There is a large HABA department too, although that too is somewhat limited in assortment.
Towards the back we move into the frozen department, which is all set up in coffin freezers.
And next to that we move into the bulk department for nuts, dried fruits, and spices. Row after row of these items are displayed in bulk bins courtesy of an outside vendor, Nuts Factory, which we've also seen in ShopRite.
There's also a gorgeous, massive display of bulk spices that you can fill into a container yourself...
Dairy is back on the back wall of the store.
As you can see, it's a no-nonsense type of interior, but it's also intended to be a value-based store.
The meat department is on the outside wall on the left side of the store.
Meats transition into bakery and deli at the front, although don't forget anything with dairy needs to be separated from anything with meat.
Common in kosher supermarkets is a large bread and/or pastry display, especially challah, of course. Unlike what we see in mainstream supermarkets' bakery departments, these items are typically displayed out on open shelves rather than in a case. They're self-service, and you choose and bag your own breads.
At the front of the last aisle, we find paper goods and deli accompaniments, like hummus and pickles.
Also in the front of the store here is a long row of bags of snacks and chips...
And that's about it! It's certainly a very different experience for me (and I assume most readers of this blog), but it was very interesting to see a store of such a different format. I'm also extremely grateful to have had a tour guide along with me, even though I'm the one who took him to the store!
As I said, this is unfortunately one of only two kosher supermarkets here in Rockland County I've actually been to and photographed, but I hope to get back and see more soon. In the meantime, we're headed east along route 59 next to Nanuet, for a former supermarket over on Grocery Archaeology!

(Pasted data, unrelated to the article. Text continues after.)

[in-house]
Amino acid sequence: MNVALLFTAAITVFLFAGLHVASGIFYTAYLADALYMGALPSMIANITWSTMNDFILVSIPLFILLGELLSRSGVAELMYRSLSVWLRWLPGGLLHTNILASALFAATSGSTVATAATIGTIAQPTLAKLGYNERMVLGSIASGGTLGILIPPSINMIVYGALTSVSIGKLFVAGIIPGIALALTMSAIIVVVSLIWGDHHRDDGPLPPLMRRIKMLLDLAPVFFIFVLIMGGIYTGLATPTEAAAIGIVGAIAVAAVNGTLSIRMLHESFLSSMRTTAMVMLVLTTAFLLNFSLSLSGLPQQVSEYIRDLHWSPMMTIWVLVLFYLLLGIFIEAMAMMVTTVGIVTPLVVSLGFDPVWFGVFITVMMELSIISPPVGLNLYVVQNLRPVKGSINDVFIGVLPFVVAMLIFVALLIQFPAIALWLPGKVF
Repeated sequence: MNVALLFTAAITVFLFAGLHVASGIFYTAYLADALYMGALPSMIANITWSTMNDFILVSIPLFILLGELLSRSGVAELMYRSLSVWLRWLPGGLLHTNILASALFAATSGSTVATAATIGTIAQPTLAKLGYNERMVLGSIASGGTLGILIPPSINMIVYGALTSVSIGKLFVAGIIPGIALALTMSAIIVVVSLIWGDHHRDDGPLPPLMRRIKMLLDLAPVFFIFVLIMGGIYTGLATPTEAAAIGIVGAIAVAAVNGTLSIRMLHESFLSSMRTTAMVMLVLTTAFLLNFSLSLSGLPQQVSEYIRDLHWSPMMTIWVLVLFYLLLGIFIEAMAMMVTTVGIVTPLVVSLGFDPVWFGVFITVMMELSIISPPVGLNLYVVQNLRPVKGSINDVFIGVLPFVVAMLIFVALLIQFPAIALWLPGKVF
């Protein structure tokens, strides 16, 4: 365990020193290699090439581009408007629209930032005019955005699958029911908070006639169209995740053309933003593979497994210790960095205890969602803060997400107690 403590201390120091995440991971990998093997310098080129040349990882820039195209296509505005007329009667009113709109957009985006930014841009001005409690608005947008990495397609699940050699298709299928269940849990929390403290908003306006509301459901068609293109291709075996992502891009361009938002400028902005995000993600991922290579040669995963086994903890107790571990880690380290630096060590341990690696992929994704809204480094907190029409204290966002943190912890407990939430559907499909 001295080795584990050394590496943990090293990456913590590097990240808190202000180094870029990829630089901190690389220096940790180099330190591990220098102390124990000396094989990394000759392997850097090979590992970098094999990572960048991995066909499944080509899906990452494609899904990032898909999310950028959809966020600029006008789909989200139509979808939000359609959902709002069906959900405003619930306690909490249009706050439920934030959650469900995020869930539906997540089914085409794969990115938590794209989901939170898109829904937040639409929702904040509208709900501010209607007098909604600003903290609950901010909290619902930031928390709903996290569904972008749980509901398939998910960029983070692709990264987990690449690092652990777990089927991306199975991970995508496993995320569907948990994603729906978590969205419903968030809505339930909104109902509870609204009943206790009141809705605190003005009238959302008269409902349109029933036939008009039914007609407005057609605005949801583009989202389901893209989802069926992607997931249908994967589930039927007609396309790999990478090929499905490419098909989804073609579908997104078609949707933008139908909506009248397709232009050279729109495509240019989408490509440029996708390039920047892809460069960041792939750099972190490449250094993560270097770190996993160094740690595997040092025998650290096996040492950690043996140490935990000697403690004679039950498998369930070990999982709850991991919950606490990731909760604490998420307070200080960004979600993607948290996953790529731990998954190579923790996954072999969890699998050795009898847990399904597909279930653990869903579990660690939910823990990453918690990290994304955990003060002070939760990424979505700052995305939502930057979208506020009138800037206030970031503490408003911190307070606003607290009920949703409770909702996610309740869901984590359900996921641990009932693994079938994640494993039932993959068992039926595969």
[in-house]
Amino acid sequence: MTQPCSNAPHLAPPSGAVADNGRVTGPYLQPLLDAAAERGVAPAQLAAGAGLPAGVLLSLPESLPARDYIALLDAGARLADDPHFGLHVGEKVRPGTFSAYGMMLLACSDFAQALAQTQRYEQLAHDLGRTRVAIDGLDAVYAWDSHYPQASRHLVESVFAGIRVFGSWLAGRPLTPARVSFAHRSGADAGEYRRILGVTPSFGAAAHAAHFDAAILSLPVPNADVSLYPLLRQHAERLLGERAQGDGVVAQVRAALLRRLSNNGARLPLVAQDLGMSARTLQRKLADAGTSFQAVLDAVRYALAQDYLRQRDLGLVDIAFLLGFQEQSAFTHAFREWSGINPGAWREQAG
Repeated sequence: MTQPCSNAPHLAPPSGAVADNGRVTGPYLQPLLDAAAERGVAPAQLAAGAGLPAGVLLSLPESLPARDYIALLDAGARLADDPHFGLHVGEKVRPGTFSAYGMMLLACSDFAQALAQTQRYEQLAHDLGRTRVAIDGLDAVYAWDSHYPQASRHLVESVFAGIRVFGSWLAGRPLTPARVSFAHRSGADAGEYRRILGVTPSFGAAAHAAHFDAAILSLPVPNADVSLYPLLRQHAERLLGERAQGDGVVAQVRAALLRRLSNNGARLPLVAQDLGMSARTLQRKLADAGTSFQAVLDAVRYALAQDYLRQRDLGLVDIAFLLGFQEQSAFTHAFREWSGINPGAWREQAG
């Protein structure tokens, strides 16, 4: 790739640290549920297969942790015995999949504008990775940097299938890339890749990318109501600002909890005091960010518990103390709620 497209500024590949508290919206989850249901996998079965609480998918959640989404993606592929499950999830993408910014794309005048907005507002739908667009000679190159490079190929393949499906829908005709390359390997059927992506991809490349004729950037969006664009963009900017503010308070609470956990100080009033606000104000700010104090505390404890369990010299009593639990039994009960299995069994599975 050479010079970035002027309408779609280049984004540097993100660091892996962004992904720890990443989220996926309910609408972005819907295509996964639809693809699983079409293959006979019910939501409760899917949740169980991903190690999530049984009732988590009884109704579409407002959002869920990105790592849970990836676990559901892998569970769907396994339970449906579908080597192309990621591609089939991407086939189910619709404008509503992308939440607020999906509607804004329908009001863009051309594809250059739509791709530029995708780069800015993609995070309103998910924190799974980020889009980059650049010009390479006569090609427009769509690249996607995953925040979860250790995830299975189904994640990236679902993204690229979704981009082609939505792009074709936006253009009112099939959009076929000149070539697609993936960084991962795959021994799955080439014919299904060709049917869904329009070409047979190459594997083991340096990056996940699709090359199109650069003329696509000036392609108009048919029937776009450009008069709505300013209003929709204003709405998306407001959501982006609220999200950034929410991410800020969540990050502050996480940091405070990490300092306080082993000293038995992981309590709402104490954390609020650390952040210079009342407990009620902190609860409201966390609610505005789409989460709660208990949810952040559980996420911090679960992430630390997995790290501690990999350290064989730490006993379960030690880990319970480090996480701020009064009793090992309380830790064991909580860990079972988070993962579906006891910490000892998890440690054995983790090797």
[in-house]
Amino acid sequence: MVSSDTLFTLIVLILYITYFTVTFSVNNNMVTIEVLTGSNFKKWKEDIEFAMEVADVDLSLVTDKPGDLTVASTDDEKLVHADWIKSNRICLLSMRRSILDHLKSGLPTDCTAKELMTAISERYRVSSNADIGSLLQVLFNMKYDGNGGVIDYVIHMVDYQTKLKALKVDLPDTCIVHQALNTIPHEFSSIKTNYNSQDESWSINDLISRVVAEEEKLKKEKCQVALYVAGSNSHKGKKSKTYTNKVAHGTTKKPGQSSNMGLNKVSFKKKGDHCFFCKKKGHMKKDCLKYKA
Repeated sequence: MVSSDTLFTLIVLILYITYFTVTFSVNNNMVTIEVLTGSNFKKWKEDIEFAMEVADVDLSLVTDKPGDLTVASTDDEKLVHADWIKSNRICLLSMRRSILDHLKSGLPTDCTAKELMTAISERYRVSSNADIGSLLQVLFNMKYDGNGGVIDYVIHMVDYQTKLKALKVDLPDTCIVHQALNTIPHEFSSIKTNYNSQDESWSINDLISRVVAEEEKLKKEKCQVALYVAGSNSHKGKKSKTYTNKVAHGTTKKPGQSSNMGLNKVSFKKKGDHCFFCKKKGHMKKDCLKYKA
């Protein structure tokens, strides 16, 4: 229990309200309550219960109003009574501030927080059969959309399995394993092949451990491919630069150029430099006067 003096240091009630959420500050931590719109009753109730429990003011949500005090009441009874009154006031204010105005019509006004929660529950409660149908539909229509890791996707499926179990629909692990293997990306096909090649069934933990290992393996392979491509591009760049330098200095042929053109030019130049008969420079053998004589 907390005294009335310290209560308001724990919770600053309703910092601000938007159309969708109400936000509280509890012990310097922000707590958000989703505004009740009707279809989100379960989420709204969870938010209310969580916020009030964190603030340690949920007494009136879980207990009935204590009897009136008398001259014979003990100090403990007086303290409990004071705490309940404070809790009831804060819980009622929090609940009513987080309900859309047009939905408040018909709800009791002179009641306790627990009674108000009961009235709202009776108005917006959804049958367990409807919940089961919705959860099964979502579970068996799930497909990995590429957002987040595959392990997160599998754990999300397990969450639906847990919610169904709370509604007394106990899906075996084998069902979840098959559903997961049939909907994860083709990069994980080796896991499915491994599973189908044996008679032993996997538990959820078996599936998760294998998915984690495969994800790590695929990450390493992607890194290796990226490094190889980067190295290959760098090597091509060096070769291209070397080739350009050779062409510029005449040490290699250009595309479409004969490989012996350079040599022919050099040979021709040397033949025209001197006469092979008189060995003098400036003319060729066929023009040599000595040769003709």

1. When the title first popped up, it seemed odd that you were covering a store that was related to a game (as that would have been the first thought for me, maybe others as well seeing the name). ;)

    However, it makes sense that they are in those three spots, given what they actually sell (and the fact that the NJ town listed ShopRite actually moved out of, into neighboring Howell, which is rare for ShopRite in NJ to do).

    1. There really wasn't anywhere in Lakewood to put a new store except Route 70, which would put it only a mile or two from the Brick store. The new Howell store is in a much better spot, and is close enough to Lakewood that the same customers still shop there. It also draws additional customers who avoided the Lakewood store simply because it was in Lakewood.

    2. Makes sense, though I thought when it was being replaced there was mention of the new location not having as much in the way of the kosher items (or at least not having them in specialized sections, such as a separate meat counter, deli counter etc.), which might also make sense if they were getting lesser demand as more kosher specific options like this are opened.

    3. Lakewood had the full Kosher Experience area, and Howell does not. I could be wrong, but I think Saker has all but eliminated that from their stores. I haven't been visiting their stores regularly since 2017, so I'm just not sure.

    4. I think that they still have the kosher experience in Marlboro. Need to check the next time I am in there.

    5. Agreed, and the move from Lakewood makes sense too. Bound Brook and Lawrenceville have the Kosher Experience, and looking online, it looks like so do Marlboro, Aberdeen, and East Windsor.

    6. East Brunswick did as well, not sure if they still do or not (since it sounds like that operator was eliminating them).

  2. What a funky-looking (and probably pricey) Self-Checkout system, and not something I would expect to see in this kind of store